Funding is available on a competitive grant basis to school districts, community-based organizations, and other entities. In 2017, the Illinois State Board of Education reported spending $65,368,236 on programs that support children from birth to three statewide. Funds are distributed both to enhance infant-toddler center-based programs and to deliver evidence-based home visiting services. The Illinois State Board of Education also contracts with the Ounce of Prevention Fund to provide ongoing training and technical assistance to help grantees work toward aligning their projects with state and federal standards.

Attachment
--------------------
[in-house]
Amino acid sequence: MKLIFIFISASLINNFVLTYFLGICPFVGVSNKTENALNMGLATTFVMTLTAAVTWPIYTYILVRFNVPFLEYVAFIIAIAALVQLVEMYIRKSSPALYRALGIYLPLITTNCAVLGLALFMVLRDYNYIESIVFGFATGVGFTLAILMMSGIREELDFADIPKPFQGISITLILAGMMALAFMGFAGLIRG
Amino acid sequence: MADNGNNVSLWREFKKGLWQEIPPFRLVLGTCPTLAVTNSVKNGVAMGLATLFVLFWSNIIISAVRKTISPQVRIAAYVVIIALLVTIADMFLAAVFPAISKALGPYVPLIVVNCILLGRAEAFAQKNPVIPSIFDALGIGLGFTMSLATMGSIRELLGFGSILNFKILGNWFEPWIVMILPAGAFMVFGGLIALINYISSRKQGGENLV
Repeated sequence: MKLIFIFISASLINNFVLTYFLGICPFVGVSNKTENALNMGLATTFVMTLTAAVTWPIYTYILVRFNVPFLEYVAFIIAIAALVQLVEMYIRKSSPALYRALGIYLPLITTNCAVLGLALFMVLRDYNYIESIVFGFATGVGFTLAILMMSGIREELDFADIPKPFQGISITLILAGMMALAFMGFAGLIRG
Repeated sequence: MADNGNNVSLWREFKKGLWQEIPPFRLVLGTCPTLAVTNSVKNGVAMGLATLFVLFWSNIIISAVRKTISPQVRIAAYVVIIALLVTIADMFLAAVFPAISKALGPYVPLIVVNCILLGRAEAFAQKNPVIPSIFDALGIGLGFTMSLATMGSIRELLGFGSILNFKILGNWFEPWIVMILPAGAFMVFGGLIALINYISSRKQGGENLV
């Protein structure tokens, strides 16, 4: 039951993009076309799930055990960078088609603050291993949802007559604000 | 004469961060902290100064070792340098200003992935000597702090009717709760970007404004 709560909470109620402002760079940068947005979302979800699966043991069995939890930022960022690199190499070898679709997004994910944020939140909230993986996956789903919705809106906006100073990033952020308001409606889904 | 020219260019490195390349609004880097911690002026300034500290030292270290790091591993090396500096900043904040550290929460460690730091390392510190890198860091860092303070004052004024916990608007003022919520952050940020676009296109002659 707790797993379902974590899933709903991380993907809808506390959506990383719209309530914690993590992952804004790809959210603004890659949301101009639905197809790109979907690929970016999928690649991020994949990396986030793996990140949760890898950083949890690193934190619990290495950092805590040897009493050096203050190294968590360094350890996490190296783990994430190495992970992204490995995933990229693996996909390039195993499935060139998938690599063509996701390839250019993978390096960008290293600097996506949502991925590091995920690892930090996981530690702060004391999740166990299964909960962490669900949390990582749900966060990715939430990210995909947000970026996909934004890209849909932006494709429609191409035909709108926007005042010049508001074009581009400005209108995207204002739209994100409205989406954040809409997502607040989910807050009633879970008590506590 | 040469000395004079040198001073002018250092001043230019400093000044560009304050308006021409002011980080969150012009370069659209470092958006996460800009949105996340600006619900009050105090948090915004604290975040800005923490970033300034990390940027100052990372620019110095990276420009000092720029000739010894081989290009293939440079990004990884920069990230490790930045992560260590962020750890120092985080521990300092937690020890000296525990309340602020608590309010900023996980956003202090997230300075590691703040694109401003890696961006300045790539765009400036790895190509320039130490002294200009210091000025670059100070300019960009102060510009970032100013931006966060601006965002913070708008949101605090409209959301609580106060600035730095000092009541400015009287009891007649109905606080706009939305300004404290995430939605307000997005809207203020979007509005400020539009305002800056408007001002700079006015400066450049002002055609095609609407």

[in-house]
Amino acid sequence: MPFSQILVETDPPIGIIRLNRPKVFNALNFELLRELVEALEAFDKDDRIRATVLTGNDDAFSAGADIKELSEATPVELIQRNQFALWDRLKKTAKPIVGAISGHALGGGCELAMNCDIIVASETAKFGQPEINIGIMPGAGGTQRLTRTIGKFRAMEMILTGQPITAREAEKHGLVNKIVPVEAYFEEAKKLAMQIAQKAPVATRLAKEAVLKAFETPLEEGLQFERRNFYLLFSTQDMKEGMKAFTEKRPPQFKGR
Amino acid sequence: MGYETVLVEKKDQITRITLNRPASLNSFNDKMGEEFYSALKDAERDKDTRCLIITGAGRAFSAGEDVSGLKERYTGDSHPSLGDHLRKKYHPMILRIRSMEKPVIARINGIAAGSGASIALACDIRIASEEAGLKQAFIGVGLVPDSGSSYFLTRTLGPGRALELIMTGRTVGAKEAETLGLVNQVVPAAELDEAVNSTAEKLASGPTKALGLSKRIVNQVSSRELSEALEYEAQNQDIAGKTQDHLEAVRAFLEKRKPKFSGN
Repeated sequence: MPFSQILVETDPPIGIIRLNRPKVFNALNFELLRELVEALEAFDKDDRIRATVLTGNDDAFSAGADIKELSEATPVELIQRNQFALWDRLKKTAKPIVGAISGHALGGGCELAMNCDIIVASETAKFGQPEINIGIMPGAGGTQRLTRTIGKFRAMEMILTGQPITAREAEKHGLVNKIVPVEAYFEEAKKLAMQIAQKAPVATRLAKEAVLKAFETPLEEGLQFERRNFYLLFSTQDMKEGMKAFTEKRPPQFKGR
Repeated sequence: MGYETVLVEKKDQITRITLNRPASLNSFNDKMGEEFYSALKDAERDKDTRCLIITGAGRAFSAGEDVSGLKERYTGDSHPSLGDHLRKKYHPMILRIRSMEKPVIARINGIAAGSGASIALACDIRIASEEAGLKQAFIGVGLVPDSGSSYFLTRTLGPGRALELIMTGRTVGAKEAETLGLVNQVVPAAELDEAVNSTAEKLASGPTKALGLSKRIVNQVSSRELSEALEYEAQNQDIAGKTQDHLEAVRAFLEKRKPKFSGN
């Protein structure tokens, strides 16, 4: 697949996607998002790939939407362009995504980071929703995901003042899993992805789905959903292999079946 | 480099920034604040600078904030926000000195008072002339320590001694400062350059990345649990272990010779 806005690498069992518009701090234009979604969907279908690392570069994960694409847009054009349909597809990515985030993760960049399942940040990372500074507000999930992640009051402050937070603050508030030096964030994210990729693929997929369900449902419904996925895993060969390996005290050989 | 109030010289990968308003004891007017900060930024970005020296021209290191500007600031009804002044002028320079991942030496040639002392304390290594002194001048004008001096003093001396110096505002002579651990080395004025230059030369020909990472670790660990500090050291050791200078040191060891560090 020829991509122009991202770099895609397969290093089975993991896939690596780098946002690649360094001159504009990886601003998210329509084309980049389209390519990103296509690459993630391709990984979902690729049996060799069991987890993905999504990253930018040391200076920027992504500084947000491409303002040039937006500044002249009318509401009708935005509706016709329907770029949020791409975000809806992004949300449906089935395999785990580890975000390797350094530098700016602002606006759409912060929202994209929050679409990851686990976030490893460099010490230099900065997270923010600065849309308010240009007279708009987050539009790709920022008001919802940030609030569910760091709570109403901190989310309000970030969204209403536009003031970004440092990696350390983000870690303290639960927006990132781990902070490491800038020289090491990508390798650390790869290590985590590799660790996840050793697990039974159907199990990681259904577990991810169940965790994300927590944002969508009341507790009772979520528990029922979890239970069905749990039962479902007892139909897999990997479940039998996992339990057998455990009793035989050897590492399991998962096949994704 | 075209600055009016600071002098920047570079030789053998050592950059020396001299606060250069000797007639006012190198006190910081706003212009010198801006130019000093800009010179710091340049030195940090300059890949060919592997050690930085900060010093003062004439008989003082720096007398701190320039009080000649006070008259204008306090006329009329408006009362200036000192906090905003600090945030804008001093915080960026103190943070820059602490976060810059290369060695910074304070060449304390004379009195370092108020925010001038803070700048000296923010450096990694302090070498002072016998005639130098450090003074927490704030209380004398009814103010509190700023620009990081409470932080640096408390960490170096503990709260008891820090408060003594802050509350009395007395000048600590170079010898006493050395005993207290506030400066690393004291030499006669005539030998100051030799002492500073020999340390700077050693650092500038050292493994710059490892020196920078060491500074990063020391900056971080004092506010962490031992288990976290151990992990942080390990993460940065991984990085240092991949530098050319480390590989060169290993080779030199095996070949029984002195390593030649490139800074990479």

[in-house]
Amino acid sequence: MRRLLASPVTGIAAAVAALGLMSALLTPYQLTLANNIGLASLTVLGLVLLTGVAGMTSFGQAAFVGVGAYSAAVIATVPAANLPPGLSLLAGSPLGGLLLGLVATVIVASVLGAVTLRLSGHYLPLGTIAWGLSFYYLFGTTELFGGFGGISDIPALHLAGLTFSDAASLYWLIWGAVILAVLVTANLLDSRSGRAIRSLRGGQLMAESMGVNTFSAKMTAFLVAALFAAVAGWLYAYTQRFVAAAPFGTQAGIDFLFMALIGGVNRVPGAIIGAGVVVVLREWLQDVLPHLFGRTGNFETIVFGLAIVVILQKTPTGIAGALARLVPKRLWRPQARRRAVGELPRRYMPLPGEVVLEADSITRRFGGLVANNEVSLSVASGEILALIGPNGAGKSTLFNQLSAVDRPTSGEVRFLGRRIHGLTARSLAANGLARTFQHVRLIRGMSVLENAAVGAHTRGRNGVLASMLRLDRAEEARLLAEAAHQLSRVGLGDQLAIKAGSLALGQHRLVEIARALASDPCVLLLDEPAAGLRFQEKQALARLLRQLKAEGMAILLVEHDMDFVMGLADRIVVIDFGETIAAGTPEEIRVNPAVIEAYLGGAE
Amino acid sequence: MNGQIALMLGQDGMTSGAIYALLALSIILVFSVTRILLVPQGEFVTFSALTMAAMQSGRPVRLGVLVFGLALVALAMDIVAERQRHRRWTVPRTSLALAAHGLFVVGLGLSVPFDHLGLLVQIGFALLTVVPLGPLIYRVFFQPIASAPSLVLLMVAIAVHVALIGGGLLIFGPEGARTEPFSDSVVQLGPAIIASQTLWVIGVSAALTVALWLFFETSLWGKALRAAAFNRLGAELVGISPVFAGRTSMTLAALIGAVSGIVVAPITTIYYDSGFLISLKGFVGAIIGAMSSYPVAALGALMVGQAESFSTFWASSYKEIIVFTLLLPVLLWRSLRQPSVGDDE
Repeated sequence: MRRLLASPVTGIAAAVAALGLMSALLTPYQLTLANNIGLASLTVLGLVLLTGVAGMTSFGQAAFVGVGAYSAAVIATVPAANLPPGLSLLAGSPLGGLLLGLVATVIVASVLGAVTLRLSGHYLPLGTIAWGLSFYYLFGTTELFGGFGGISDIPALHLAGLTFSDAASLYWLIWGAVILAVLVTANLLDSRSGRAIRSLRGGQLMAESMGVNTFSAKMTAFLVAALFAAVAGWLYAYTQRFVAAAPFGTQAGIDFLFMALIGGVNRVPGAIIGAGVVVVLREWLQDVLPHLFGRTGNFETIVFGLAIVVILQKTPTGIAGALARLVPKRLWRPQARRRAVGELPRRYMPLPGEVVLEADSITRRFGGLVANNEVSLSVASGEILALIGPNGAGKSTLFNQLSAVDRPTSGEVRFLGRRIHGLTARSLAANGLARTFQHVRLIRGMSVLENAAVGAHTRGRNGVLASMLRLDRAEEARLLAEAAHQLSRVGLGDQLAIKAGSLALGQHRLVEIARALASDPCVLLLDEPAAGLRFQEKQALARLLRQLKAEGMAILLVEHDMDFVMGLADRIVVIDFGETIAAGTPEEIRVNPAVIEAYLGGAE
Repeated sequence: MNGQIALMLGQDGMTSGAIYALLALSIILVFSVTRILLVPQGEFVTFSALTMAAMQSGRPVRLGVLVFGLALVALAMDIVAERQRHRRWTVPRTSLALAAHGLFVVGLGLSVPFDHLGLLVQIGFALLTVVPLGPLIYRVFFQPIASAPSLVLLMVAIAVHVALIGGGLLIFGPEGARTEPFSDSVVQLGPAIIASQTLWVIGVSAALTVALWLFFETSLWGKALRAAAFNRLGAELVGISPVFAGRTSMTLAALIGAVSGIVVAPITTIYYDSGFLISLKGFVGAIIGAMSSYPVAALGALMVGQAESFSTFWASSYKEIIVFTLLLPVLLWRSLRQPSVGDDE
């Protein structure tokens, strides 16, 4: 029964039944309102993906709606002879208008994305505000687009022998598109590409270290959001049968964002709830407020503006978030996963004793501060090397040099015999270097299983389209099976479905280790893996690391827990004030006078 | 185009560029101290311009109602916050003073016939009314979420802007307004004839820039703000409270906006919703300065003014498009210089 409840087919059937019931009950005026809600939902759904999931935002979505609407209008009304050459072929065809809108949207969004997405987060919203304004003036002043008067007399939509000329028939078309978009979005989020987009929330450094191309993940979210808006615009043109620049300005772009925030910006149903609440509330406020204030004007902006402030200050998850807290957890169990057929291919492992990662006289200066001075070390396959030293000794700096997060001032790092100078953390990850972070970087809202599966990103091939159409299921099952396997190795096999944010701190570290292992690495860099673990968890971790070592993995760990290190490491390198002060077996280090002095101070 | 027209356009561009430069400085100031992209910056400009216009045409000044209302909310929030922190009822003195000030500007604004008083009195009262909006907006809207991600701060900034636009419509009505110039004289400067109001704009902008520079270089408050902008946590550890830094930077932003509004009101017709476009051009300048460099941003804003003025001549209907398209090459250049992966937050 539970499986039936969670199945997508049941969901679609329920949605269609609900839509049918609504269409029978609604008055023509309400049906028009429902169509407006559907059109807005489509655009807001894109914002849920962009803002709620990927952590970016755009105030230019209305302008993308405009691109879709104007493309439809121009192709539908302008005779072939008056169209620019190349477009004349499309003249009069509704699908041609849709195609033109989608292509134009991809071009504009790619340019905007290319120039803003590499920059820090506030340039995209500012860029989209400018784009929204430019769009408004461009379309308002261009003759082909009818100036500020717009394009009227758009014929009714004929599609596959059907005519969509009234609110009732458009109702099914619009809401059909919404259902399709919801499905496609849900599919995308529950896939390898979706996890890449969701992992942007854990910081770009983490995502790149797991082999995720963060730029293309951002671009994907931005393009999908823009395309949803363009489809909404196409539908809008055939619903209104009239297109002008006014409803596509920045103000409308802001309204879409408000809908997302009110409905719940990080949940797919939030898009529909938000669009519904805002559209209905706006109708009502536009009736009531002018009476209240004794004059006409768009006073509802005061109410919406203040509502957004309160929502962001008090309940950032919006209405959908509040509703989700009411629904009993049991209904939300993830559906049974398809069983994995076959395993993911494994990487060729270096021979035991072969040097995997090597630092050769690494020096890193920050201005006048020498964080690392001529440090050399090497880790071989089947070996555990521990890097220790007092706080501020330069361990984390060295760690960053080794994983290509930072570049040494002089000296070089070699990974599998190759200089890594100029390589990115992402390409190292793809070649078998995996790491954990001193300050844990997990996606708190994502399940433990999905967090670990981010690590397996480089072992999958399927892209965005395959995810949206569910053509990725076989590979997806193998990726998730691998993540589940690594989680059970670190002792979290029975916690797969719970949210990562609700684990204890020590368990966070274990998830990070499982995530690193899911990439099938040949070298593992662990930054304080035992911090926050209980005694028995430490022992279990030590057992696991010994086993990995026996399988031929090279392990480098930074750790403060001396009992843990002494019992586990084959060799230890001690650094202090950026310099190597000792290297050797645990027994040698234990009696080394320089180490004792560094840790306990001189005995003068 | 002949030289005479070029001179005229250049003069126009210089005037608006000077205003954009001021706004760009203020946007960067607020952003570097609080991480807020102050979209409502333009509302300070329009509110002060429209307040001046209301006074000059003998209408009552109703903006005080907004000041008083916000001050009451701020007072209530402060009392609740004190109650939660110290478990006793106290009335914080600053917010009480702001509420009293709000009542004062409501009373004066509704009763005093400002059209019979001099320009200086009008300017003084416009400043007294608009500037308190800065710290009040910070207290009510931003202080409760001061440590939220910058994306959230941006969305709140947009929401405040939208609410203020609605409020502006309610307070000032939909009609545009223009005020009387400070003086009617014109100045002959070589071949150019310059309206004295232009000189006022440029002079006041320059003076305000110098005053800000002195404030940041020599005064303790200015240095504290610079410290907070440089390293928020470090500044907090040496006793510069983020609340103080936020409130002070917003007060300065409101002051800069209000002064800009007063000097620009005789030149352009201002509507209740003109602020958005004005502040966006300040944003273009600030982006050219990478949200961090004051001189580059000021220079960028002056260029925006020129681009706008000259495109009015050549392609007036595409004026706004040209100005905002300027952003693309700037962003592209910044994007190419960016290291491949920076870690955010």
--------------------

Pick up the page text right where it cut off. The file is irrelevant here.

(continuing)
Effective July 21, 2016, under Section 1C-2(c) of the School Code, at least 25 percent of any additional ECBG funding over and above the previous year’s allocation will be used to fund programs in the birth-to-three set-aside. The State Board is exempted from meeting these minimum percentages when, in a given fiscal year, the amount appropriated for the ECBG is insufficient to increase the birth-to-three set-aside allocation without reducing the amount of the ECBG for existing providers of preschool education programs.

One element of the Early Childhood Block Grant’s (ECBG) success has been the buy-in from the State Board of Education, which stands behind the notion that pregnancy and the first three years of life fall within their purview. Ireta Gasner, the assistant director of Illinois policy at the Ounce of Prevention Fund, said, “We’ve had education dollars for birth-to-three programs in Illinois as long as we’ve had preschool.”